The Yankees’ best prospect, outfielder Jasson Dominguez, was promoted to Low-A Tampa yesterday after spending some time at the Yankees’ Florida Complex League affiliate over the last couple weeks. The 18-year-old went 4-for-20 with six walks and two steals in what was essentially a tune-up for his real test.
It will be Dominguez’s debut in full-season ball. His performance there will represent our first good, long look at where he is as a prospect and whether the timeline for a call-up he discussed over the weekend at the MLB Futures Game is accurate or not.
As a refresher, Dominguez said that he expects to be ready to help the Yankees in “three or four years,” which would put him in line for a call-up at 21 or 22 years old. To this point, there is a lot of uncertainty surrounding Dominguez. We got a glimpse of his potential at the Futures Game, where he laced a hard line drive that found a glove and struck out two times. Beyond that, we haven’t seen him much in live action.
Yankees minor league hitting coach Rachel Balkovec told the story about Dominguez’s willingness to study English by using apps and asking lots of questions, and tied it to the kid’s special makeup and burgeoning leadership. This is what she had to say:
It’s a leadership quality, because it demonstrates that he’s not afraid to fail. He’s not afraid to put himself out there, and other players see that. It’s the simple things — he’s picking up trash, working hard. He’s doing the right things. He just he goes about his business the right way. You can tell who’s emerging as a leader, and he’s definitely one of those people.
Dominguez certainly seems mentally well-equipped to succeed, but his skills on the field — those that have been described as otherworldly — will be challenged in Low-A against some older, more experienced players.
The Yankees know Dominguez has excellent raw power and also carries a plus hit tool, but they will surely be monitoring abilities like strike zone judgment, defense, and how he responds to adversity. The promotion to Tampa was a necessary step for his career, one that will give the Yankees a better idea of what kind of player he is shaping up to be.
Which path will he follow?
Dominguez is toolsy — otherwise, he wouldn’t already be considered the 24th-best prospect in baseball by MLB Pipeline. But he is also raw, and could require some patience to fully develop.
Vladimir Guerrero Jr., for example, was inked by the Blue Jays in the 2015 international free agent signing period, and he played his first games at the Rookie-advanced level in 2016 (one that no longer exists). He played some Low-A in 2017, and while Toronto undoubtedly seems to have dabbled in service-time chicanery when Guerrero was already an MLB-caliber player, he ultimately made his MLB debut in April 2019 after 227 full-season games in the minors.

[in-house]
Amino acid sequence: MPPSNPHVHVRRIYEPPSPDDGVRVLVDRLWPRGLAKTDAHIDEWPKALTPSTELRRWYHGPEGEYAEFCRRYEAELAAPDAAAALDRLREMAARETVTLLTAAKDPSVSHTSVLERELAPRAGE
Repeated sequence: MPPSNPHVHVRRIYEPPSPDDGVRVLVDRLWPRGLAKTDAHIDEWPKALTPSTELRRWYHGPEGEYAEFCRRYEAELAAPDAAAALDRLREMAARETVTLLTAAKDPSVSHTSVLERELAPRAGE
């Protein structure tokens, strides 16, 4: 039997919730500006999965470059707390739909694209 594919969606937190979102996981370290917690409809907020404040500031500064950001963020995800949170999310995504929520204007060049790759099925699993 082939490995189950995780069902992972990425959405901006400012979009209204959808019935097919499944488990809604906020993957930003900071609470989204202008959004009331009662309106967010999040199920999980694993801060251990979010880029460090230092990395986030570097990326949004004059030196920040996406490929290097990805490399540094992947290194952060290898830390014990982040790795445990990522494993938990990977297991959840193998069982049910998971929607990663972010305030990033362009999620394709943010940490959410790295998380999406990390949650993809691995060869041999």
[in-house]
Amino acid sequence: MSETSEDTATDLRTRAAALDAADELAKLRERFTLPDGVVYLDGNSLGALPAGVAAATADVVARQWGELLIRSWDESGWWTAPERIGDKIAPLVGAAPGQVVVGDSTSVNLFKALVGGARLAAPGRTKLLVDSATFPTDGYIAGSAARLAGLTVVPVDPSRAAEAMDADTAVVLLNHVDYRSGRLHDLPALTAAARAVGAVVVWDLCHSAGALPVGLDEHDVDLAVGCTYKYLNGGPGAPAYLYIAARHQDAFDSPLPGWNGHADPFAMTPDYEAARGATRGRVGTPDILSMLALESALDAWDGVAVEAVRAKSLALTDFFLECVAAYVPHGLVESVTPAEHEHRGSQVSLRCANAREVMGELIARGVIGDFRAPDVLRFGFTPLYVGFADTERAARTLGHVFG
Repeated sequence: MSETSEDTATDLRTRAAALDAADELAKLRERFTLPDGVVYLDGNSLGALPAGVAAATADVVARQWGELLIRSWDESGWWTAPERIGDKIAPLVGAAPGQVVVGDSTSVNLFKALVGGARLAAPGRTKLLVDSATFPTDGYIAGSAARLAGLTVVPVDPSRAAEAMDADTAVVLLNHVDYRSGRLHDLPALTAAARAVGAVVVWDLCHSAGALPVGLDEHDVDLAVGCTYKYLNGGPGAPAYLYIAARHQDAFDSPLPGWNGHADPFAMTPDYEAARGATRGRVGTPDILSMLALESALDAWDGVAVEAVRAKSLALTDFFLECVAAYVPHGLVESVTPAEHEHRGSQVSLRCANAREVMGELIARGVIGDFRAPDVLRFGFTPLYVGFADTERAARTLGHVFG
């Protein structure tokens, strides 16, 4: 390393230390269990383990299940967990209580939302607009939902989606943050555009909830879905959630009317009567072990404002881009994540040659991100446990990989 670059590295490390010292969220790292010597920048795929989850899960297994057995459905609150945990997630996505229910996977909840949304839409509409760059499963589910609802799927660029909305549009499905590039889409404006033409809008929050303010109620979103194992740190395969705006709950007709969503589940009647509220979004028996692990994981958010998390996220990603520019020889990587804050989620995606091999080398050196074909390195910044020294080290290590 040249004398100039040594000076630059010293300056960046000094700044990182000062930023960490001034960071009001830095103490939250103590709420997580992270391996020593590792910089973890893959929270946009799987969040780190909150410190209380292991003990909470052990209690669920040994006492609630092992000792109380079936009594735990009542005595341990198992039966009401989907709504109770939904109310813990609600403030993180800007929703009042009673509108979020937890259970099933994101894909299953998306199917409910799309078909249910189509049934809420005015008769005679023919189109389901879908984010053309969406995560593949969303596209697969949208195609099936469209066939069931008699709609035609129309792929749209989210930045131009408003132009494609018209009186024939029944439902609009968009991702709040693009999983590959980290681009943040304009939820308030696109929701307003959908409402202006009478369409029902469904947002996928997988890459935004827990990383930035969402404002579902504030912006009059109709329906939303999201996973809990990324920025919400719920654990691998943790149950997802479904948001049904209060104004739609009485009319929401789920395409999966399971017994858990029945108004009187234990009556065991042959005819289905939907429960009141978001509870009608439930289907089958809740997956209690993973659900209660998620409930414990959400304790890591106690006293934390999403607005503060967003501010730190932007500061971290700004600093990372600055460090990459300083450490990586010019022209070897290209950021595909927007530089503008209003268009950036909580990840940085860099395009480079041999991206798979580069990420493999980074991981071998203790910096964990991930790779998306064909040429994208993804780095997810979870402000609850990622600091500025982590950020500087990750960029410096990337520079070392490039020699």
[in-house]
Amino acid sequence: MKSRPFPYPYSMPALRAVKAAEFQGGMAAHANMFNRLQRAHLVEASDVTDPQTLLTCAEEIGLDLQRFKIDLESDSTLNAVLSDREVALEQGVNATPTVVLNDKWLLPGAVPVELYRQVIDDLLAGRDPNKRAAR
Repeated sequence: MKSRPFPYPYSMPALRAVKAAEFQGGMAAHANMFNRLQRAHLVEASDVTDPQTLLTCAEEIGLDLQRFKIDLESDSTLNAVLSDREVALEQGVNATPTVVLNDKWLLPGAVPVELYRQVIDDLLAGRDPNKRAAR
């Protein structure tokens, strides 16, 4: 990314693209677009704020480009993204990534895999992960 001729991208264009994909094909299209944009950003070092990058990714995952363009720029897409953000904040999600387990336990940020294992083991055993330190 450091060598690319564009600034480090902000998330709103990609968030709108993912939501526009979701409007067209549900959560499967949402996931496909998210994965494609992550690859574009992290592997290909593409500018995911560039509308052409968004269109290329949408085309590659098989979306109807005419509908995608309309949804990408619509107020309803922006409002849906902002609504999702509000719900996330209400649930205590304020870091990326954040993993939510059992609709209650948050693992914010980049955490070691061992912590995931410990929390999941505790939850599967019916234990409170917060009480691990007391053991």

The Nationals also signed Juan Soto in 2015, but he was more of an outlier. The superstar virtually jumped from High-A to the big leagues, playing only eight Double-A games before having his timeline accelerated due to the Nats’ injury woes. Soto promptly posted a 3.7-fWAR season in his debut year of 2018. In total, he participated in just 62 full-season games, which is nuts. Even the Padres made Fernando Tatis Jr. play 221 full-season games before letting him skip Triple-A en route to an Opening Day 2019 call-up.
Recent points of comparison on the Yankees are few and far between, though there is Gary Sánchez. As a catcher, he’s not a 1:1 comp since the Bombers signed him in the 2009 amateur free agent period and clearly took their time with his development behind the plate. Sánchez made his debut with a couple of plate appearances in 2015, but needed 589 games in full-season leagues in the minors.
Another highly-regarded former Baby Bomber is Gleyber Torres. The Yankees didn’t control his promotion schedule until he reached High-A and they acquired him from the Cubs, but he’s still worth considering. Like Dominguez, he joined Low-A at age 18 (for Torres, in 2015). It took Torres 323 full-season games until the Yankees called him up in April 2018. As with Guerrero, some service-time chicanery was probably involved with Torres, too, but the point stands.
The timeline would look a lot different had the 2020 pandemic not wreaked havoc everywhere. The Yankees signed Dominguez in 2019, but the cancelled season robbed him — and hundreds of prospects — valuable games and development time. Thus, he didn’t appear in his first Rookie ball games until this past June.
Chances are that Dominguez is a little closer to Torres or Sánchez than to Guerrero or Tatis when it comes to development time, but he will be up when he’s ready.* The team won’t rush him, and he will likely be afforded all the time he needs.
*We can only hope that the soon-to-be-negotiated new CBA changes to avoid teams’ desires to manipulate service time by the time that Dominguez is on the doorstep to The Show.